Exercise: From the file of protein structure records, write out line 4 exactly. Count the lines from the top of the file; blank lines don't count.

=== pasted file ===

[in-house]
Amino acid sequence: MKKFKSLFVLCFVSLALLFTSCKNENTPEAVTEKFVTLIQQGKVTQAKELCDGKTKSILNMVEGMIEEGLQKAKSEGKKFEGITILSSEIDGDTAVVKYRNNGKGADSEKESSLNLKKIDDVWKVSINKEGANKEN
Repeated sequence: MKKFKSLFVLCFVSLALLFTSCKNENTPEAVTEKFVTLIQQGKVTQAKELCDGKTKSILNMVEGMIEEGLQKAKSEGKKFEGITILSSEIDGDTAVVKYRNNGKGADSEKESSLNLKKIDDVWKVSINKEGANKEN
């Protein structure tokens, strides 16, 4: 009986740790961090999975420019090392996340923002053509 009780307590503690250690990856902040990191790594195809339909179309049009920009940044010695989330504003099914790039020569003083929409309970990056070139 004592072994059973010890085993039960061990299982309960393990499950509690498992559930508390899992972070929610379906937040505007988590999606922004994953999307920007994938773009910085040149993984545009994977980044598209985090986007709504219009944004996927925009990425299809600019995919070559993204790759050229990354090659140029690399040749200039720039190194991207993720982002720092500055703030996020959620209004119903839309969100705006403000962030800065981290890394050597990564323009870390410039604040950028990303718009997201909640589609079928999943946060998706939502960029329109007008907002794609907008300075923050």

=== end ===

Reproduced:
């Protein structure tokens, strides 16, 4: 009986740790961090999975420019090392996340923002053509 009780307590503690250690990856902040990191790594195809339909179309049009920009940044010695989330504003099914790039020569003083929409309970990056070139 004592072994059973010890085993039960061990299982309960393990499950509690498992559930508390899992972070929610379906937040505007988590999606922004994953999307920007994938773009910085040149993984545009994977980044598209985090986007709504219009944004996927925009990425299809600019995919070559993204790759050229990354090659140029690399040749200039720039190194991207993720982002720092500055703030996020959620209004119903839309969100705006403000962030800065981290890394050597990564323009870390410039604040950028990303718009997201909640589609079928999943946060998706939502960029329109007008907002794609907008300075923050």